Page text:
For which kinds of supervised machine learning techniques is it possible to estimate how uncertain the model is about its predictions for given level/range of the predictor once the model is trained on a set of data?

I can imagine that it is possible to do that e.g. for random forest by looking at the variance of votes that the forest is giving for a data point in the evaluation dataset. On the other hand it seems for me impossible to estimate model uncertainty for linear regression and similar methods.

Could anyone explain for which machine learning techniques this can be done or point me to the relevant literature?


Many models can actually provide you with the uncertainty measure, first of all:

  • Naive Bayes directly models the P(y|x) probability, which is exactly what you are asking for
  • Support Vector Machine defines a hyperplane, a distance to this hyperplane is a certainty measure (closer the point, less certain is the model). In libraries like python sklearn you can access it by looking for the difference between decision_function(x) value and the intercept parameter
  • Multilayer Neural Network if you train a network for the M-classes classification task with the M-output neurons network (and the expected output for the element of first class is 1 0 0 ..., for the second 0 1 0 ... and so on), the output neurons' values can be used as a certainty measure (0 0.7 0 ... can be interpreted as "quite a member of second class), but of course some more interesting measures can be used here (like e.g. Kullback–Leibler divergence)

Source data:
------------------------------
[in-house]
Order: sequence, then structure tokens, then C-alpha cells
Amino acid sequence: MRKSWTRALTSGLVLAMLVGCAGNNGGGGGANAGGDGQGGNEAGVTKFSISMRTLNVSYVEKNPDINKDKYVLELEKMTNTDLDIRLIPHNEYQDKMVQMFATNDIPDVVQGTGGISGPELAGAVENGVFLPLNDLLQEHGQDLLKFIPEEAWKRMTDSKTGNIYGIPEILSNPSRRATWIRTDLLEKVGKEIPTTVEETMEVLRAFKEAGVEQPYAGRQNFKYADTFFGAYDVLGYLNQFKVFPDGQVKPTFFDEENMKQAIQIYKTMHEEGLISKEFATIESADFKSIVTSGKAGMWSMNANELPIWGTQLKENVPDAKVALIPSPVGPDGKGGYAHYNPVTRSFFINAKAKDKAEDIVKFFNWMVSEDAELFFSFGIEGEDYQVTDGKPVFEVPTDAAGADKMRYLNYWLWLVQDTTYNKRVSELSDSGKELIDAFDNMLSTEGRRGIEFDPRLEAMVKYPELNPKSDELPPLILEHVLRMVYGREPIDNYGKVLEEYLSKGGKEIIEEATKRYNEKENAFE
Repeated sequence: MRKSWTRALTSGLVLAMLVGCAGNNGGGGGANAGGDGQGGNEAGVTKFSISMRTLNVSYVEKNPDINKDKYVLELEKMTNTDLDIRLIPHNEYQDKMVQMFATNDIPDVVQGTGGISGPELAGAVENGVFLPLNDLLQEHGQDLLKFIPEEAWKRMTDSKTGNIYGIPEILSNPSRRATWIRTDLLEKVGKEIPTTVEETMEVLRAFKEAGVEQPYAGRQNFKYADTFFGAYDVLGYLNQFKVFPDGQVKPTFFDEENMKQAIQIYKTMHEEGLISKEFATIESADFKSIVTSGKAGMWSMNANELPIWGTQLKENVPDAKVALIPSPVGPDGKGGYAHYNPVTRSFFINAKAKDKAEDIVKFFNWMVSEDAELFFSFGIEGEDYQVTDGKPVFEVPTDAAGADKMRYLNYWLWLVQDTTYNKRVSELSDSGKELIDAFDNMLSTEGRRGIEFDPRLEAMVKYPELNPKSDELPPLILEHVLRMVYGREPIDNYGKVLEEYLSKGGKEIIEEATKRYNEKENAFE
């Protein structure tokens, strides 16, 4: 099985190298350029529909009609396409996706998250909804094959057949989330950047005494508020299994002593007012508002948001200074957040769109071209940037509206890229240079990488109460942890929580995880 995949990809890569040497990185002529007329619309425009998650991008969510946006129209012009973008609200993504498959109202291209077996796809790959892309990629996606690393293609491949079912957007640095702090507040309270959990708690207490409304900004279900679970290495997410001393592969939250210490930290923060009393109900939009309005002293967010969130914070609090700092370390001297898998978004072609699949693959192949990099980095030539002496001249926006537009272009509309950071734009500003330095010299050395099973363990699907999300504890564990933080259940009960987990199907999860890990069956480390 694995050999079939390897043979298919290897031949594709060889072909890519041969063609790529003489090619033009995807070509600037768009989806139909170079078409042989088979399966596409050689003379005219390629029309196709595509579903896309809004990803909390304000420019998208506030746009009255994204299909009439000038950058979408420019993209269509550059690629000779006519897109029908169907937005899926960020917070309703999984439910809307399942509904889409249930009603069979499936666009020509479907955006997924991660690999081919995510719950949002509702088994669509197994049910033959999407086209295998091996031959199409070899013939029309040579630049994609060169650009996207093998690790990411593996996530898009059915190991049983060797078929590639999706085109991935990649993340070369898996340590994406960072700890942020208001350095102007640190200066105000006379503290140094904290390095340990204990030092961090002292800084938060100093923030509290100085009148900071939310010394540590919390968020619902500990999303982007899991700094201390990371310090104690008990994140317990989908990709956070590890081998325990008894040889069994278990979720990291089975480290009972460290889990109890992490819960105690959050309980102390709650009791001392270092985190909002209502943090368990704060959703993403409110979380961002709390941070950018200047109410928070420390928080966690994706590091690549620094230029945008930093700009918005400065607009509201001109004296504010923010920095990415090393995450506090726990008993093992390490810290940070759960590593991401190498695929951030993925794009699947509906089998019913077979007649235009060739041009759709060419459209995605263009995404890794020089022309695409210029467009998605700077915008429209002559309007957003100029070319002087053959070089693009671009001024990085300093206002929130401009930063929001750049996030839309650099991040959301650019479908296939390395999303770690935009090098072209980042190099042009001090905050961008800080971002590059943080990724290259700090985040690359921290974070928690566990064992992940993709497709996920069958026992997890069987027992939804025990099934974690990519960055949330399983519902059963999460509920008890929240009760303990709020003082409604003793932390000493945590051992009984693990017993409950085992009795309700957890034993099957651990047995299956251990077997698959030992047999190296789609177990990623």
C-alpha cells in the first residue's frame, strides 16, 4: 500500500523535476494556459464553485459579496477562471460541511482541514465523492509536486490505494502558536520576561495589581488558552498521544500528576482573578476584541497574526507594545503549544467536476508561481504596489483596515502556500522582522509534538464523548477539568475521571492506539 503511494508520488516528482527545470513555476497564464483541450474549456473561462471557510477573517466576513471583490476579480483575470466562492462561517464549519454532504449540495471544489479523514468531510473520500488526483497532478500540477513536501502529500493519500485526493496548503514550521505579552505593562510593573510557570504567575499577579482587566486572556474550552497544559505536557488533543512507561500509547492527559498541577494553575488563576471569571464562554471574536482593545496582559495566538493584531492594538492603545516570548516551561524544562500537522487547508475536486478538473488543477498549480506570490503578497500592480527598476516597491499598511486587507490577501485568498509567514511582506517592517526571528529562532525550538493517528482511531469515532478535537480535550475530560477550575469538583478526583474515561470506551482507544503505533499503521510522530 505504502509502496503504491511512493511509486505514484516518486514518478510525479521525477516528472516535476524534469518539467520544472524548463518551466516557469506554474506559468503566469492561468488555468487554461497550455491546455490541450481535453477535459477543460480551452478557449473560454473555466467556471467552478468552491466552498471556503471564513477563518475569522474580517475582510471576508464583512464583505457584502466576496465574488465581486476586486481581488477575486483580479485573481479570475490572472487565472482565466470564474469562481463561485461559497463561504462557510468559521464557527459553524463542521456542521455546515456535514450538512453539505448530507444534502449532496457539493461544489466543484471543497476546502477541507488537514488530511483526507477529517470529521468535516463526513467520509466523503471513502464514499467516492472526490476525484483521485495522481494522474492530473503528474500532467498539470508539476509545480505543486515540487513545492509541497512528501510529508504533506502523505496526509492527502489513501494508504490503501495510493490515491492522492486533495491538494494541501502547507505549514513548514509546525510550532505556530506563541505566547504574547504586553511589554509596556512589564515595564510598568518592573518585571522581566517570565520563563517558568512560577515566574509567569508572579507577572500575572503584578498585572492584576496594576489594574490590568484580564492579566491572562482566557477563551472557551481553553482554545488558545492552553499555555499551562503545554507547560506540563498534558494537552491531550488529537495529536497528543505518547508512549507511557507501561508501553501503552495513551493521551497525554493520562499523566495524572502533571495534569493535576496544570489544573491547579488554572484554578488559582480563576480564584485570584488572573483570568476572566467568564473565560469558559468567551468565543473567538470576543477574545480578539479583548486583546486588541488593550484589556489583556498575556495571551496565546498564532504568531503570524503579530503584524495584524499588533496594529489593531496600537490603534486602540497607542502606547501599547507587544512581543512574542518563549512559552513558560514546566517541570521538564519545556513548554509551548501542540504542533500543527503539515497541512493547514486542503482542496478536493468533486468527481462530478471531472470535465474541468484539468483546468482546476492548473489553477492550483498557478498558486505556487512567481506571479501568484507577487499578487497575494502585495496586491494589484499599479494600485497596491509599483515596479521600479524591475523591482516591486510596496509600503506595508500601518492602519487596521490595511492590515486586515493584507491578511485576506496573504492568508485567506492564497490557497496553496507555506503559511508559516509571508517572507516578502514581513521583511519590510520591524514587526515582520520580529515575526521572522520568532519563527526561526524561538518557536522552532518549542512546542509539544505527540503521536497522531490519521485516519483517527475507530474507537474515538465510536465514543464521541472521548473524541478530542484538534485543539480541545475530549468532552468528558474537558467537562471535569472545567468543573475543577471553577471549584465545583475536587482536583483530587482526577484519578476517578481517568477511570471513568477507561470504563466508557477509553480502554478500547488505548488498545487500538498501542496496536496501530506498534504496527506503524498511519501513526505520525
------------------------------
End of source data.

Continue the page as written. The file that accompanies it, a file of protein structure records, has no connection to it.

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    $\begingroup$ I see that the question is labeled as 'regression'. Maybe you can expand on how these answers would change in that case? $\endgroup$ – Ivo Merchiers May 14 at 8:17

The "delta method" is textbook. Things like Neural Networks, which resolve into analytic expressions and are most efficiently trained using gradient approximators. It is applicable to methods with an analytic form whose derivatives exist including linear, polynomial, GLM (generalized linear models), GMM (gaussian mixture models).

Bootstrap resampling, one of the fundamentals behind random forests, works in a large number of other areas and is considered an ensemble method. (Personally I feel like it could be abused, and one has to be able to defend the use of a uniform random distribution as a non-informative prior, or one has to be able to use some variation on Metropolis-Hastings.)


One way to assess the quality of your model is using k-fold cross validation. The idea is to split your training data into (say k=10) 10 parts, train on 9/10 of the training data and predict 1/10 of the data. This way you can get an indication of the quality of your model. You can also combine this with trying out different "tuning" parameters, to find the optimum settings given a training data-set.

Another way is using a machine-learning algorithm which is interpretable, i.e. each feature is given a weight. This enables you to observe which features are important and which are not and make a decision based on your prior information about the problem. Linear SVM and Adaboost are both interpretable

  • $\begingroup$ The problem is that I do not want to know the overall quality of the model or overall importance of my features but rather I need estimates at each level of a feature separately. $\endgroup$ – twowo Jul 8 '13 at 12:27

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